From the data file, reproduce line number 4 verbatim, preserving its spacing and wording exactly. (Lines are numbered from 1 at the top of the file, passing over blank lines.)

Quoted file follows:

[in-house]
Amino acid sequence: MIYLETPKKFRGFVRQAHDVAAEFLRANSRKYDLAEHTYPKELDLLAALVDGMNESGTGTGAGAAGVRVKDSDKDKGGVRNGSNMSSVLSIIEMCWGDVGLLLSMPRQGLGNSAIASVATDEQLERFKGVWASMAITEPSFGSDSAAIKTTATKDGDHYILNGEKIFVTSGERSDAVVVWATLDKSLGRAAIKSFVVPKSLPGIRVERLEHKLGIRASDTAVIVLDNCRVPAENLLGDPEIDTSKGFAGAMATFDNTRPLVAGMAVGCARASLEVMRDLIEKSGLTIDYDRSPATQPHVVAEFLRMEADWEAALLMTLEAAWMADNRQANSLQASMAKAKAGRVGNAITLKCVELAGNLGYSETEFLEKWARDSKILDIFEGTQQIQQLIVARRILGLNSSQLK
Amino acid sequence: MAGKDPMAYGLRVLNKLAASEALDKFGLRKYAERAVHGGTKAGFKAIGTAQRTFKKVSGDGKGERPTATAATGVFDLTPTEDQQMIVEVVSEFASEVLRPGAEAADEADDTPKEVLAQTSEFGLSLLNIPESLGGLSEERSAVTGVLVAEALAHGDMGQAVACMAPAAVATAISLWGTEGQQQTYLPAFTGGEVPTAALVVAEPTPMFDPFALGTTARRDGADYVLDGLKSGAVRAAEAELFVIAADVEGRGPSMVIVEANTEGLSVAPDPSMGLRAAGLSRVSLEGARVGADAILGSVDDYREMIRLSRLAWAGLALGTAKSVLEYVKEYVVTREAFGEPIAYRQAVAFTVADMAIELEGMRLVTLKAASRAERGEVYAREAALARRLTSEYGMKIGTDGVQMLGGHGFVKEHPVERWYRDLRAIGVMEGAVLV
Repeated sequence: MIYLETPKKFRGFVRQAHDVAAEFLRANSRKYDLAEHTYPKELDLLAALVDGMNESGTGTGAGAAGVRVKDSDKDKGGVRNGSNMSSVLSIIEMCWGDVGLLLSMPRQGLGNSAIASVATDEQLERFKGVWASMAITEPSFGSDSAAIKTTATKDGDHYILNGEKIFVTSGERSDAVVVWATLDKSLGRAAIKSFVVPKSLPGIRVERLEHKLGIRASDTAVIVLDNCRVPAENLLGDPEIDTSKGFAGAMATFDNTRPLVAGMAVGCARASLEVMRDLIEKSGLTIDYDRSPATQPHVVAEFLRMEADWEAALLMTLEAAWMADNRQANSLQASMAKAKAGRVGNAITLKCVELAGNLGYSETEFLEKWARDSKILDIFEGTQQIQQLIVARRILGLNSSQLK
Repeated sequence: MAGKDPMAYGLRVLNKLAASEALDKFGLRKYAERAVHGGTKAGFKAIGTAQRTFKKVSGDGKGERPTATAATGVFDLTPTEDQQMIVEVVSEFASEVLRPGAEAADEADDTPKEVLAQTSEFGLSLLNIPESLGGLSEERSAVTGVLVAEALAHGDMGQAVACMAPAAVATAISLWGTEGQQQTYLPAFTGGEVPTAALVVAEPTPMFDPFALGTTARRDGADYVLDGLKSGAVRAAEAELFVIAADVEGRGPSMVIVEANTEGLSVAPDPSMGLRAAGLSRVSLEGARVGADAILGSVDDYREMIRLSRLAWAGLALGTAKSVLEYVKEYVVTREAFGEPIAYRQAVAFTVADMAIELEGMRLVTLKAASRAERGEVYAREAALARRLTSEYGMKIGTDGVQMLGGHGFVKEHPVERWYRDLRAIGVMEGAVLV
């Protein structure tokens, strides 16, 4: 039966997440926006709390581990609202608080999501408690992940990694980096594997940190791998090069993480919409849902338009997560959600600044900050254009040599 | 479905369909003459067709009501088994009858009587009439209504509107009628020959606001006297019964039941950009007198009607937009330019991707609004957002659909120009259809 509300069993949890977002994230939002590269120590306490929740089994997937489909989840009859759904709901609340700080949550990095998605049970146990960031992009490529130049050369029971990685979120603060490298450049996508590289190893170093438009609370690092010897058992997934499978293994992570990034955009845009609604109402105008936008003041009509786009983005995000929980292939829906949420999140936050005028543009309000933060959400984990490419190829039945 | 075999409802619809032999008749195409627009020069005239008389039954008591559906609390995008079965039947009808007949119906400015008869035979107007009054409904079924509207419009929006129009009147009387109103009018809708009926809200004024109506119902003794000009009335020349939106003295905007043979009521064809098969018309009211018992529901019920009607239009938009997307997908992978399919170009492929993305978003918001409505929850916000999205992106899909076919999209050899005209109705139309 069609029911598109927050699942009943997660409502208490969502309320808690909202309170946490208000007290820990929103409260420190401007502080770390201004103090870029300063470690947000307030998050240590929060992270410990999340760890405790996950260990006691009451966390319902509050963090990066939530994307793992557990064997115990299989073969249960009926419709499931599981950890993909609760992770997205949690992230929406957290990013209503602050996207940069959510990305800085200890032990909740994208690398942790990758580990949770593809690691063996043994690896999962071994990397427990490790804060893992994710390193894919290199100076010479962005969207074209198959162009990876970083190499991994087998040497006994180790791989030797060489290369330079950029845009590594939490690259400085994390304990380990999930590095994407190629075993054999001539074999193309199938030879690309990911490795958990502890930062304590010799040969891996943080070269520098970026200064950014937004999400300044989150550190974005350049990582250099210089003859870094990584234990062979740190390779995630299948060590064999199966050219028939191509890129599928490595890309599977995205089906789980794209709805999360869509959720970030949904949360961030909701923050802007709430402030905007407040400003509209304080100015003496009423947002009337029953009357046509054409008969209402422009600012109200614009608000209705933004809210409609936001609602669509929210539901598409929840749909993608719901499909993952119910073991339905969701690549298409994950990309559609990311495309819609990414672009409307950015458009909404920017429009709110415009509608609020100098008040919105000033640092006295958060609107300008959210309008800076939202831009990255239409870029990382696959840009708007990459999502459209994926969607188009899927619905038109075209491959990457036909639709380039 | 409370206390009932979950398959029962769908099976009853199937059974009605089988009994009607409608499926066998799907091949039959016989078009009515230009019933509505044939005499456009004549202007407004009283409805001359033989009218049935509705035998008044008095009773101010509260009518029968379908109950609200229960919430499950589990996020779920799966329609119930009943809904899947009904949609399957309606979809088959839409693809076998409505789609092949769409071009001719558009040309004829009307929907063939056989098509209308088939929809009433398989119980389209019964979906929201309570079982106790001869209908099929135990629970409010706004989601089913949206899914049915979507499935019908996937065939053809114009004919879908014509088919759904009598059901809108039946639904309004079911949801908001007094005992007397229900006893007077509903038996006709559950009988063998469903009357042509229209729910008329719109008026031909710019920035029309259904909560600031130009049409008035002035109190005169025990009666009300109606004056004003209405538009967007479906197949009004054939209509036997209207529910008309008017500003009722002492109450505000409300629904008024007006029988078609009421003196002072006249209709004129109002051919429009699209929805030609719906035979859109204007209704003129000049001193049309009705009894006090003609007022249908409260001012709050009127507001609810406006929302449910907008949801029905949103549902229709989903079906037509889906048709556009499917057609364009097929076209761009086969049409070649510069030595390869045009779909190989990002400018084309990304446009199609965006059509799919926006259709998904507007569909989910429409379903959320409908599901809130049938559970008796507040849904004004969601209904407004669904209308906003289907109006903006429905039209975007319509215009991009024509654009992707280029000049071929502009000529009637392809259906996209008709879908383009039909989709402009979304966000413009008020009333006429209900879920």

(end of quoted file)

Repeated sequence: MIYLETPKKFRGFVRQAHDVAAEFLRANSRKYDLAEHTYPKELDLLAALVDGMNESGTGTGAGAAGVRVKDSDKDKGGVRNGSNMSSVLSIIEMCWGDVGLLLSMPRQGLGNSAIASVATDEQLERFKGVWASMAITEPSFGSDSAAIKTTATKDGDHYILNGEKIFVTSGERSDAVVVWATLDKSLGRAAIKSFVVPKSLPGIRVERLEHKLGIRASDTAVIVLDNCRVPAENLLGDPEIDTSKGFAGAMATFDNTRPLVAGMAVGCARASLEVMRDLIEKSGLTIDYDRSPATQPHVVAEFLRMEADWEAALLMTLEAAWMADNRQANSLQASMAKAKAGRVGNAITLKCVELAGNLGYSETEFLEKWARDSKILDIFEGTQQIQQLIVARRILGLNSSQLK